Over the last two weeks we have been discussing “Soft Skills” on our weekly Lunch & Learn Call” and one of the first items we discussed was manners, etiquette, courtesy, rudeness, or whatever you want to call the process of “bad manners”. It seems that as we have moved from a formal business environment to a “business” casual environment, we have crossed a few lines that have resulted in a breakdown in communications, connection and engagement. Manners is one of those lines and I include them in the category of interpersonal communications in the workplace.
In a 2012, an academic exercise that was done by a group of students, from Eastern Kentucky University, where they conducted interviews of 57 executives who responded to a questionnaire that asked them to list and rank the attributes of soft skills they felt were critical for operations. They were to rank them by selecting 5 = extremely important, 4 = Somewhat important, 3 = somewhat important 2= not very important or 1 = not important.
All 57 of the executives agreed that Integrity and Communications were very important or extremely important. 84.2% of the respondents indicated that “courtesy” was an extremely important skill. I believe it is time that we begin to address this issue because in can have a very positive effect on business when applied correctly. Based on this we can assume “soft skills” is a major topic on Mahogany Row or at least it should be one.
Business leaders consider soft skills to be a major desirable attribute in applicants coming into the market place today. This study found that the top 10 soft skills ranked by the participants as most important were: Integrity, communication, courtesy, responsibility, social skills, positive attitude, professionalism, flexibility, teamwork and work ethic. Today we are focusing on only one of these, that of courtesy.
The term “soft skills” has been around in business and academic environment for years but little attention has been paid to it until recently. Generally, when we talk about skills we focus on “hard skills” or those abilities, knowledge, practice or aptitude to do something well. We also refer to a job, trade or job requiring manual dexterity as being hard skills.
The Collins English Dictionary defines the term soft skills as: “desirable qualities for certain forms of employment that do not depend on acquired knowledge; they include common sense, the ability to deal with people, and a positive flexible attitude.”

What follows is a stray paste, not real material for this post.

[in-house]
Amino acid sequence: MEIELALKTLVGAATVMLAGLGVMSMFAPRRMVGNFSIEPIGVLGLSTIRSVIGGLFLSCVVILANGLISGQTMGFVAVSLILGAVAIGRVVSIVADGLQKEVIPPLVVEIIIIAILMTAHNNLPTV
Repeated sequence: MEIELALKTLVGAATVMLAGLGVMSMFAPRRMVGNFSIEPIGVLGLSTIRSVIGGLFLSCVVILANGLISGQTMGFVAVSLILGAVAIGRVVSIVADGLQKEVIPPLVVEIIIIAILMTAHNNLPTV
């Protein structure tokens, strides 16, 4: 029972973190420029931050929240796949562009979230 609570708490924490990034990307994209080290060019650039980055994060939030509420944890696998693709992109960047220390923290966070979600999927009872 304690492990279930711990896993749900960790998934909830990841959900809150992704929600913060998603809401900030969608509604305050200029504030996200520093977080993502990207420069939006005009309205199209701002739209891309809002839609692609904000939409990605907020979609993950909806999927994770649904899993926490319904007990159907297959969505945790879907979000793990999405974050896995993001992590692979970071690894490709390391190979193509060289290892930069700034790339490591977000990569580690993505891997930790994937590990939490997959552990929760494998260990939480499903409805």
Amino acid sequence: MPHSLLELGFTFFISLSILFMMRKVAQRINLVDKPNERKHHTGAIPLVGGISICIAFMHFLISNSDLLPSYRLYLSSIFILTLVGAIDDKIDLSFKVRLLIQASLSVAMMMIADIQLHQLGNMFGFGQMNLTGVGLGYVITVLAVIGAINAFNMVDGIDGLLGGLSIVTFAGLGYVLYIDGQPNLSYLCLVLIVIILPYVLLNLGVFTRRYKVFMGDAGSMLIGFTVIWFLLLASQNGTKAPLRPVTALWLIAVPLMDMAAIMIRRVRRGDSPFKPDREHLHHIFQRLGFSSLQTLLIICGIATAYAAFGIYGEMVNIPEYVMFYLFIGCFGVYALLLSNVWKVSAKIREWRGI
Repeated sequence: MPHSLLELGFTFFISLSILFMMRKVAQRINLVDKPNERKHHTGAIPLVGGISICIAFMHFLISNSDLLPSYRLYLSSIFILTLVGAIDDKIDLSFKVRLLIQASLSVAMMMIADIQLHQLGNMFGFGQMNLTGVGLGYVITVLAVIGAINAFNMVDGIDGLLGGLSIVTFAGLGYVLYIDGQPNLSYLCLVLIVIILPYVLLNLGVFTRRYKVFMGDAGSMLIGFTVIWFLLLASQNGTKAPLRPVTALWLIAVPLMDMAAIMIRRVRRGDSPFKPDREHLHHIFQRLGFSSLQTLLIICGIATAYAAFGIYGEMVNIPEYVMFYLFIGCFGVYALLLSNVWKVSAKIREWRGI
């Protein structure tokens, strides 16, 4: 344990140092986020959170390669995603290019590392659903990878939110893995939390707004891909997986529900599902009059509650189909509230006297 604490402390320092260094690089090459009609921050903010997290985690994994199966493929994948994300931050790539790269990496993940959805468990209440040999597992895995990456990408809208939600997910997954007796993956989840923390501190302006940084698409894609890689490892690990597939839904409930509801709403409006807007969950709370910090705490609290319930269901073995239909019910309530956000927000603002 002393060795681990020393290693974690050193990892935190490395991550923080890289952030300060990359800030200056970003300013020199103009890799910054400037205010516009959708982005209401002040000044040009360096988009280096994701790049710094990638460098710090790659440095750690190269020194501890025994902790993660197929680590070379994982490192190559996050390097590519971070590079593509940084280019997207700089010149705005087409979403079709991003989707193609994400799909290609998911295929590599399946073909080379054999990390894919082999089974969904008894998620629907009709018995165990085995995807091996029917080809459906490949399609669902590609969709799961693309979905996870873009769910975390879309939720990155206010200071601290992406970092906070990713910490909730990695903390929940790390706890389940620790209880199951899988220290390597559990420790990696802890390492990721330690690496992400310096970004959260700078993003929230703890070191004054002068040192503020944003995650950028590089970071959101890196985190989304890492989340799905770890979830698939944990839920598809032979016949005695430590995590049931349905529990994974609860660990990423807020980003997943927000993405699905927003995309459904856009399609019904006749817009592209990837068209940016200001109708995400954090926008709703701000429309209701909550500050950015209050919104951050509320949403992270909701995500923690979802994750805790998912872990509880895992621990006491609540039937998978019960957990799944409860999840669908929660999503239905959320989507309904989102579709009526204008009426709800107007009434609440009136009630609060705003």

“Soft skills” are really referring to character traits, qualities, attitudes, or behaviors that are desirable for a specific business, company or enterprise. Soft skills are continually developed during our work life and they are also transportable between organizations. They are also considered to be intangible, non-technical, personality traits that contribute to one’s strengths in an organization. The top attributes on every recruiters desired list today will be a soft skills, usually one or many of the top ten mentioned above.
For those who like to think in terms of formulaic methodologies, the team at Eastern Kentucky University came up with this:
Soft Skills = Interpersonal (People) Skills + Personal (Career) Attributes
Simple formula, but does provide the idea that Soft Skills are more than people skills, contrary to many theories today.
To add to the confusion with courtesy, manners, etc. we have become more casual in our relationships, personal and work. We often limit the performance of manners in favor of short, staccato interactions. Technology continues to have a major impact on relationships with remote working, global collaboration and objectification of measurements.
Mutual respect for each other seems to have come to an all-time low, in many arenas, regardless of title, race or ethnicity. In meetings, many people feel that they must dominate the conversation to make a point, there is little to no compromise.
If your organization is inundated with bad manners, fractured respect, or argumentative attitudes then change is the only way to ensure survival and growth. Keep in mind this should not be a mandated change. If you try to force good manners, it may work for a while but it will eventually create another drop in employee engagement.
To affect a change in rudimentary attitudes it must not only be defined by leadership but also lived and demonstrated by leadership. “Do as I say, not as I do” will fail every time in this 21st century business environment.
If you are not sure where to begin but you know you want to have some assistance, please check out our website at Transformative Leadership Group or call me at 630-454-4821. Our frameworks can help you sort it out.
If you would like to join our call on Thursdays from 11:30am to 12:30pm CDT just register at Eventbrite. Each meeting is freestanding so if you want to attend all the remaining please register for each one independently.
Next week we will post some suggested starting points for affecting change in manners, respect, etiquette and communications within your company.